An interview with a craftsman

Filed under: Mexico, Yucatan Diary — evs global change @ 01:00

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I was asked by my boss to interview a local craftsman, beneficiary of a project we are writing to promote the development of tourism in the area of Muna and surrounding villages, such as Opichén, Maxcanú, Kopoma.

I have to interview the beneficiaries in order to consolidate the participatory process, to monitor and to evaluate if the project we are planning matches with the needs of the community.

My boss  told me where I had to go and the nickname of the person I had to meet: El Pajaro.

I arrived in the place where the interview had to take place, but I thought: “Maybe I’m wrong, this is a Cervellama!”A Cervellama is a wholesaler, a beer wholesaler. I was already wondering where my boss sent me, but finally, I came in and I asked for El Pajaro. The man seated behind the counter introduced himself: Emeterio Medina Martín, better-known as el Pajaro.

After my initial surprise we began the interview:

Emeterio Medina Martin from Muna, Yucatán, fifty years old, divorced, two daughters, presently is a commission agent. Again my doubts: where is the craftsman? Or maybe, I didn’t get what my boss asked me to do…yes maybe I just got confused!

But Emeterio started to tell his story. Yes currently he is working as commission agent in the store of his sister, but till ten years ago he was living in Cancún, where he sold his crafts. He was a craftsman, he carved wood, reproducing ancient Mayan symbols, characters and figures. The problems began after some low seasons. The tourism in México decreased for some events such as the war in the Persian Gulf and hurricanes, affecting seriously his livelihood.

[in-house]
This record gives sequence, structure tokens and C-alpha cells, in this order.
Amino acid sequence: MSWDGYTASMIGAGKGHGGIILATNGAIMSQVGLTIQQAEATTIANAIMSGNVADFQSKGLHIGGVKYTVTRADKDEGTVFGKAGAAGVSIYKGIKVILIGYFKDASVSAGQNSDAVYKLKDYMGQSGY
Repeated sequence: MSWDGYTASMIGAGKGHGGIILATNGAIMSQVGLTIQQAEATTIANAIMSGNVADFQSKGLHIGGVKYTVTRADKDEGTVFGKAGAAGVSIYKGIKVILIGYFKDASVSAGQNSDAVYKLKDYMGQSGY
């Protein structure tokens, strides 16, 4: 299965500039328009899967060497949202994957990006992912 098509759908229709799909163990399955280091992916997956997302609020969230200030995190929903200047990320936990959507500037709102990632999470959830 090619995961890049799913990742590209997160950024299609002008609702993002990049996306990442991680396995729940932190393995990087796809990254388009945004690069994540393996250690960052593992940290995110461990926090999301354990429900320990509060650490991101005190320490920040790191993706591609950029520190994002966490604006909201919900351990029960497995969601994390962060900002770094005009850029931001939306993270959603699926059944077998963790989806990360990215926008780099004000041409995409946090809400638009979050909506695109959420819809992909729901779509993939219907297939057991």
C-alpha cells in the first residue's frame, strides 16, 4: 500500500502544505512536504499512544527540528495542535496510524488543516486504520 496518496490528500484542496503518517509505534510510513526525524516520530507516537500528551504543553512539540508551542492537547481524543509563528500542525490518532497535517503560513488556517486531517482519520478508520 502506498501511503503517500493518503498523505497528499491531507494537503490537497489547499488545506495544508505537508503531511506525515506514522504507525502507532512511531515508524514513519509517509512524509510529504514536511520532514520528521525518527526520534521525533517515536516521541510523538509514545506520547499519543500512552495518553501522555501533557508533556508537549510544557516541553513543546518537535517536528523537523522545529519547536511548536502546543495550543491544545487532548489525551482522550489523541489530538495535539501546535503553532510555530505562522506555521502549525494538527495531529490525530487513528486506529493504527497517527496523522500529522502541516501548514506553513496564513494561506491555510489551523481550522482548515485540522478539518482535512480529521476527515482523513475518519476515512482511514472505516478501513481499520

So he came back to Muna, his homeland. Once there, step by step he finally left the craft as his second job: the need of a job to support his family guaranteeing stability, and the fact that his ex-wife was used to fight with him because his craft work dirtied, reduced the time for his passion.

As soon as I heard that till now he carves wood, I asked him if it was possible to see his art. Again he surprised me: El Pajaro went to the room besides and he came back with a wonderful carved wood and henequen picture, enormous and astonishing. I asked to take a photo and after he showed me some old pictures.

Emeterio explained that in Muna there are many people who are craftsmen but all of them have to do another job to have enough money to survive. This means the loss of a cultural aspect of Muna.

I ask Emeterio why he decided to join our program, what could he earn teaching tourists how to make a carved wood craft. He answered that till now his sole relationship with tourists was trader/buyers. From his point of view this could be a way to make tourists understand the values and the process behind crafts. He thinks that the result of this project could be tourists aware of what is an original art and what it’s just an imitation. And maybe, tourists could learn to give the right price.

My interview with Emeterio was finished. Once again I was surprised. Once again Mexico showed its multifaceted reality, full of commission agents or taxidrivers who are craftsmen, mechanics-anthropologists, cooks-painters, bookkeeping-singers…and so on. Things are not what they look like to be at a glance. This is what Mexico is teaching me.




Bienvenidos en el mundo de “El Mirador” – Spanish and Maya classes of the volunteers in Yucatan, with a local artist

Filed under: Mexico, Yucatan Diary, Mexico, Yucatan volunteers — evs global change @ 22:31